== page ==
Large magnetic field dependent changes in resistance are possible in thin film ferromagnet/nonmagnetic metallic multilayers. The phenomenon was first observed in France in 1988, when changes in resistance with magnetic field of up to 70% were seen. Compared to the small percent change in resistance observed in anisotropic magnetoresistance, this phenomenon was truly ‘giant’ magnetoresistance.
The spin of electrons in a magnet is aligned to produce a magnetic moment. Magnetic layers with opposing spins (magnetic moments) impede the progress of the electrons (higher scattering) through a sandwiched conductive layer. This arrangement causes the conductor to have a higher resistance to current flow.
An external magnetic field can realign all of the layers into a single magnetic moment. When this happens, electron flow will be less effected (lower scattering) by the uniform spins of the adjacent ferromagnetic layers. This causes the conduction layer to have a lower resistance to current flow. Note that these phenomenon takes places only when the conduction layer is thin enough (less than 5 nm) for the ferromagnetic layer’s electron spins to affect the conductive layer’s electron’s path.
Figure 2—In both a and b, the A layers are the nonmagnetic conductive layer and the B layers are adjacent magnetic layers of opposing orientation. a—Layer A is high resistance because of higher scattering of electrons flowing through it. b—An applied magnetic field realigns the magnetic moments in the B layers, resulting in a lower resistance in lay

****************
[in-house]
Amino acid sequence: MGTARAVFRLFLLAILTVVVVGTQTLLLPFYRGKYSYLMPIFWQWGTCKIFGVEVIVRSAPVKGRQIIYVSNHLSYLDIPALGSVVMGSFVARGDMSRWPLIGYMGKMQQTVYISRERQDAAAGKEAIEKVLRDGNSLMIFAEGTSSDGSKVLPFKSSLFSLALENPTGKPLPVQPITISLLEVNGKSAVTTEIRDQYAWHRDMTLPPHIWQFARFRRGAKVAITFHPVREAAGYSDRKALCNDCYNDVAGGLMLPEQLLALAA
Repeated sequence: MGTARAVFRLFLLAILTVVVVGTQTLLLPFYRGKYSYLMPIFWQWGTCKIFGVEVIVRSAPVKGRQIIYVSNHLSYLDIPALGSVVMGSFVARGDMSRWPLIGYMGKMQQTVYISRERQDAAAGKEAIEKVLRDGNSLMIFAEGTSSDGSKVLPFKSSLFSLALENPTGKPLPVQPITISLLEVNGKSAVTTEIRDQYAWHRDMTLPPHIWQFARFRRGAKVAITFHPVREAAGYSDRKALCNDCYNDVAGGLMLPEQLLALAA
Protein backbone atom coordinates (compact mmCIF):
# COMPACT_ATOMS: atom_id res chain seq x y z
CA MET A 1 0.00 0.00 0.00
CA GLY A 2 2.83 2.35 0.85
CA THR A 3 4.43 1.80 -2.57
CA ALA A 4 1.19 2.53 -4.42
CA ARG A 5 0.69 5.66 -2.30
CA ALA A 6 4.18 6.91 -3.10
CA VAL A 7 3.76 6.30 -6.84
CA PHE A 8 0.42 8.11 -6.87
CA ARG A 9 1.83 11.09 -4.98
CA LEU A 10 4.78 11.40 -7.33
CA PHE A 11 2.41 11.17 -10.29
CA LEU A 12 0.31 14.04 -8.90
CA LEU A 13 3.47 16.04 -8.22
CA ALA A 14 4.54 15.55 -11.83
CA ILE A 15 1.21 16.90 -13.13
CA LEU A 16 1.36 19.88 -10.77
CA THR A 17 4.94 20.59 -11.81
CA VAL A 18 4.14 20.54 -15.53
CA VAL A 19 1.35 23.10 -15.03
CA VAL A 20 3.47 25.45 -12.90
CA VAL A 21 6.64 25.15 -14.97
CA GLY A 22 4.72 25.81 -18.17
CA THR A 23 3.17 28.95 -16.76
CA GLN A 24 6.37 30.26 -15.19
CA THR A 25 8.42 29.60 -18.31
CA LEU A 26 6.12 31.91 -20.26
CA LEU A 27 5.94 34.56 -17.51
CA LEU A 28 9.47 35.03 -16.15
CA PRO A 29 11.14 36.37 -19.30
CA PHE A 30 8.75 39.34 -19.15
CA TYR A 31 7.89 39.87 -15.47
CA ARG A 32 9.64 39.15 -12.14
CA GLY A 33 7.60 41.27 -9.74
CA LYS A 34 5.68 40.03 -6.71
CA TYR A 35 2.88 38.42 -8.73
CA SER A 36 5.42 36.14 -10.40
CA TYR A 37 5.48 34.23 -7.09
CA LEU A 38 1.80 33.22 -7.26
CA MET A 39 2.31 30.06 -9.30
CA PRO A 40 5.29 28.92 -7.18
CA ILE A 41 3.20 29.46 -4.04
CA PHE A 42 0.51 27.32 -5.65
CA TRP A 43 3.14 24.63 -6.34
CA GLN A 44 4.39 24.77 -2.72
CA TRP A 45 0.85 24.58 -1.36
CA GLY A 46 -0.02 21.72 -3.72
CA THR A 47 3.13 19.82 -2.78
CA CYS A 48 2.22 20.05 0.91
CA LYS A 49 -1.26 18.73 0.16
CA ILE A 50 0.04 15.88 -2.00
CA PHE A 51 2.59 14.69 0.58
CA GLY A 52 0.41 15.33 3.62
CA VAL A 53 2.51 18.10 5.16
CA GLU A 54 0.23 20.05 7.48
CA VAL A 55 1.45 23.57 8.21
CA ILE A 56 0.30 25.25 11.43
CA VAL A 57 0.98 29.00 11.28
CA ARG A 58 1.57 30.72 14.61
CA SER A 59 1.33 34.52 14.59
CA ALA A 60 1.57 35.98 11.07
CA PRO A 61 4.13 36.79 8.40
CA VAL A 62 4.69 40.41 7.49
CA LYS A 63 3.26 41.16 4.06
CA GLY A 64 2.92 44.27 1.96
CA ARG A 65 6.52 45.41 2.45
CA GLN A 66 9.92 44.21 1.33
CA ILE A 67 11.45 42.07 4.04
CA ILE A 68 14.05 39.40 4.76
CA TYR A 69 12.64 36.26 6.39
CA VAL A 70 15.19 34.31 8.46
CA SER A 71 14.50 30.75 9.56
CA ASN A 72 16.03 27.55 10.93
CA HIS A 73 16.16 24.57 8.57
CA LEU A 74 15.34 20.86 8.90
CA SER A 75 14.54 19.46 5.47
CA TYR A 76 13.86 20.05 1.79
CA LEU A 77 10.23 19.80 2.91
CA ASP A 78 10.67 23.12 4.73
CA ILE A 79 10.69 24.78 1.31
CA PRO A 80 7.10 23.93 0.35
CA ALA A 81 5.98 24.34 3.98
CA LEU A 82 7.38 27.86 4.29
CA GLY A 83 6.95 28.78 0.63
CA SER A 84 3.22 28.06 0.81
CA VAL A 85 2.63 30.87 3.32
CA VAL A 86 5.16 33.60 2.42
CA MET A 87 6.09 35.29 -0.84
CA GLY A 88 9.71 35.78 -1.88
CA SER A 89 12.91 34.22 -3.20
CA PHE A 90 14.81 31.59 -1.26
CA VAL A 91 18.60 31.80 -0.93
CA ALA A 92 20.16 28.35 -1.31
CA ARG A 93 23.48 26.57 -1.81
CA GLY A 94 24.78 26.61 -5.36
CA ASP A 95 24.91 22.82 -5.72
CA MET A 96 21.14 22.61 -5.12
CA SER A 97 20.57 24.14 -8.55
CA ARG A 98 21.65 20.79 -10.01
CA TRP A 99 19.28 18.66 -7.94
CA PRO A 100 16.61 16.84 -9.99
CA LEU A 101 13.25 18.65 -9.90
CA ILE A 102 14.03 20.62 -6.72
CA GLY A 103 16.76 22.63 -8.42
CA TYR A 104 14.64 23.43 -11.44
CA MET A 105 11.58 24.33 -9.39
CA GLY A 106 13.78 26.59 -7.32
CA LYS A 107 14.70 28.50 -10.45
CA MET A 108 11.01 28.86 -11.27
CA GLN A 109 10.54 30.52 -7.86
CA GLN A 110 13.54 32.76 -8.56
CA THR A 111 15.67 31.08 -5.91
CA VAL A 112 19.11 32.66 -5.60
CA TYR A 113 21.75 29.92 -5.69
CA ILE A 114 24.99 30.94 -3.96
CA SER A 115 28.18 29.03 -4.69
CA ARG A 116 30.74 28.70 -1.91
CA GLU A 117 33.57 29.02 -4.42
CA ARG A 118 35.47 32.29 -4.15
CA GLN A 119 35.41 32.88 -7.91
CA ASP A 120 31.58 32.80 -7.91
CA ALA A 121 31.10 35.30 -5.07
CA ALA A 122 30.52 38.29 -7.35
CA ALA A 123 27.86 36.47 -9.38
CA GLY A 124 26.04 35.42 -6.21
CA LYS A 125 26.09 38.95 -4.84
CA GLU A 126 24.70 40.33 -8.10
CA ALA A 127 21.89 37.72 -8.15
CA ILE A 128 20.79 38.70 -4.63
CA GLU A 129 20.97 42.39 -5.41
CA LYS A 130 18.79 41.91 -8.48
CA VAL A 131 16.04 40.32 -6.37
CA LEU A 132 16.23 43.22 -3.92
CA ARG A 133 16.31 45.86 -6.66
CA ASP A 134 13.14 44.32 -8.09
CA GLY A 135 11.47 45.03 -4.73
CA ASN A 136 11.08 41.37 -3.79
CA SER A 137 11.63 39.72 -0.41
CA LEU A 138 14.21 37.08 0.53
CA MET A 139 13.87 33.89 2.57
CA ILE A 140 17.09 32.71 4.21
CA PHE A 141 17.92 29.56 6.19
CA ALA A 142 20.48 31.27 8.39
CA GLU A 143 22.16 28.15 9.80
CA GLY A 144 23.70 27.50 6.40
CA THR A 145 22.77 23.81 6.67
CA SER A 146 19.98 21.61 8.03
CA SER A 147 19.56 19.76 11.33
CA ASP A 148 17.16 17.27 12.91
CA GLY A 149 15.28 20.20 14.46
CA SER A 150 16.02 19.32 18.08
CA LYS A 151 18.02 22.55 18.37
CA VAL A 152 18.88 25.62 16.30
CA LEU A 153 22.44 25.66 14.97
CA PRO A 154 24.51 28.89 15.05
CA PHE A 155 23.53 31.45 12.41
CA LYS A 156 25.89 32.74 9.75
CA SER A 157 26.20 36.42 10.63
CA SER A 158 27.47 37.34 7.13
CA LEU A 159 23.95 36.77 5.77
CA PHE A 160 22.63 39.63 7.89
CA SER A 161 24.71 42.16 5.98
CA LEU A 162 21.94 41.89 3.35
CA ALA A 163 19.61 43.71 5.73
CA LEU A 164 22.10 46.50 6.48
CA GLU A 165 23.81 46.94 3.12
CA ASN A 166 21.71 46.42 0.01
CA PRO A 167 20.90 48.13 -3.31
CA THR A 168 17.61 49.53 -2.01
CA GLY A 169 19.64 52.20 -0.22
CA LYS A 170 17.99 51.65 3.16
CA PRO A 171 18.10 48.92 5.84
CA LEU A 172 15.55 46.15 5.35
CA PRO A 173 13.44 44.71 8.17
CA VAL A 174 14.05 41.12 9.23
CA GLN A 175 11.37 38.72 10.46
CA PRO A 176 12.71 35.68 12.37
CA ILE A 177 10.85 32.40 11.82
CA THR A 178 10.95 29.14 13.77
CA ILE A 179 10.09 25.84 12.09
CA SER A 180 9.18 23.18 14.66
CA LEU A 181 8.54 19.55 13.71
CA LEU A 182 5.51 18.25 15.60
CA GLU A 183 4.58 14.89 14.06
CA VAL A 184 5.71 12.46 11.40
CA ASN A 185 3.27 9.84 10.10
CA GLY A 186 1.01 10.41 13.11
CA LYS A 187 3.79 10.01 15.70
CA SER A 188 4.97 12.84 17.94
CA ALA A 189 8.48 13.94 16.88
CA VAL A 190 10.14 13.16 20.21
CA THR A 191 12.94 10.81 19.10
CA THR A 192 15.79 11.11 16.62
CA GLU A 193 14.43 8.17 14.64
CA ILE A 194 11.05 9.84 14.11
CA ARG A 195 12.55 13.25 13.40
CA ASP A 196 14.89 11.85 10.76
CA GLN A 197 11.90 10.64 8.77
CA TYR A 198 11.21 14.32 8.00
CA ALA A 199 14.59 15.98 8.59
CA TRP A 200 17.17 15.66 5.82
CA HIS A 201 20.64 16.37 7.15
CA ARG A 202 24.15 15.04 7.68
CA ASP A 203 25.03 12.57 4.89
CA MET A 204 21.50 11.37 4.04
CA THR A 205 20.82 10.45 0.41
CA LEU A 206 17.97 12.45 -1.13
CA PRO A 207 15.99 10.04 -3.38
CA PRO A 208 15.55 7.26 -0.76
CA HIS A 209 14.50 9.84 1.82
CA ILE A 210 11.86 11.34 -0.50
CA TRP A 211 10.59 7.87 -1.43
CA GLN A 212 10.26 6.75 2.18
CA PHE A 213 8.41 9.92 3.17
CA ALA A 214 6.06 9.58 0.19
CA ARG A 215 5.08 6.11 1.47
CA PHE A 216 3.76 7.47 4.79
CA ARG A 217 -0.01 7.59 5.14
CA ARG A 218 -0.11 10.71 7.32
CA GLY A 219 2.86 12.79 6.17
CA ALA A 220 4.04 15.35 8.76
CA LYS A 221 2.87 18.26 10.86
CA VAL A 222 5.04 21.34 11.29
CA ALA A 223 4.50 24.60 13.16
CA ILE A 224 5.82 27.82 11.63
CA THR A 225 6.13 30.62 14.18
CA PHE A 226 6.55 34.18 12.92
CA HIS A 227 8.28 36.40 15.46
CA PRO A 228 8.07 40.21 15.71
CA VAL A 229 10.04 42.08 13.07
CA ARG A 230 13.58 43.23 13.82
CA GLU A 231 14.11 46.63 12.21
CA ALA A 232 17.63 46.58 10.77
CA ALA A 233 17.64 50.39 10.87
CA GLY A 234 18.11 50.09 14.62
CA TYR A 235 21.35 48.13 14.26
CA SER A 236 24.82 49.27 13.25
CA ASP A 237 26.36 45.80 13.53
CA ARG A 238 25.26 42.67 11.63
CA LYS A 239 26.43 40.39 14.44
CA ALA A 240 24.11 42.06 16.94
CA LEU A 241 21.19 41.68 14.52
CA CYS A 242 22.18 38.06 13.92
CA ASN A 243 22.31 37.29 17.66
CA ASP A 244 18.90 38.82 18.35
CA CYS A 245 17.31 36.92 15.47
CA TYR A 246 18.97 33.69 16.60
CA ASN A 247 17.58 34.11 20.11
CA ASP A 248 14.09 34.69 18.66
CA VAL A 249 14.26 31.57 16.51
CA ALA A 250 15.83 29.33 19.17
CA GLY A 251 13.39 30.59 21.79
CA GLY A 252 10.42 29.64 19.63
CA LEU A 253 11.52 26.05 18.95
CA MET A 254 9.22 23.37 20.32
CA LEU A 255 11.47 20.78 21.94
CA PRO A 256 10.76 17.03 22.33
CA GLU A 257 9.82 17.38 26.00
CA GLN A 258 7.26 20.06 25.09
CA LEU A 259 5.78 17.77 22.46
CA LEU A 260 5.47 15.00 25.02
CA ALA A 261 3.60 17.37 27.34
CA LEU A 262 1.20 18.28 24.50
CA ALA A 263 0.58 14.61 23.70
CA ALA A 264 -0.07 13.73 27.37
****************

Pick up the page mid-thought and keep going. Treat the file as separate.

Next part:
The resistance of two thin ferromagnetic layers separated by a thin nonmagnetic conducting layer can be altered by changing the moments of the ferromagnetic layers from parallel to antiparallel, or parallel but in the opposite direction.
Layers with parallel magnetic moments will have less scattering at the interfaces, longer mean free paths, and lower resistance. Layers with antiparallel magnetic moments will have more scattering at the interfaces, shorter mean free paths, and higher resistance
In a giant magneto resistive sensor, the resistance of two thin ferromagnetic layers separated by a thin nonmagnetic conducting layer can be altered by changing the moments of the ferromagnetic layers from parallel to antiparallel.
For spin-dependent scattering to be a significant part of the total resistance, the layers must be thinner than the mean free path of electrons in the bulk material. For many ferromagnets the mean free path is tens of nanometers, so the layers themselves must each be typically <10 nm (100 Å). It is therefore not surprising that GMR was only recently observed with the development of thin film deposition systems.
The spin of electrons in a magnet are aligned to produce a magnetic moment. Magnetic layers with opposing spins (magnetic moments) impede the progress of the electrons (higher scattering) through a sandwiched conductive layer. This arrangement causes the conductor to have a higher resistance to current flow.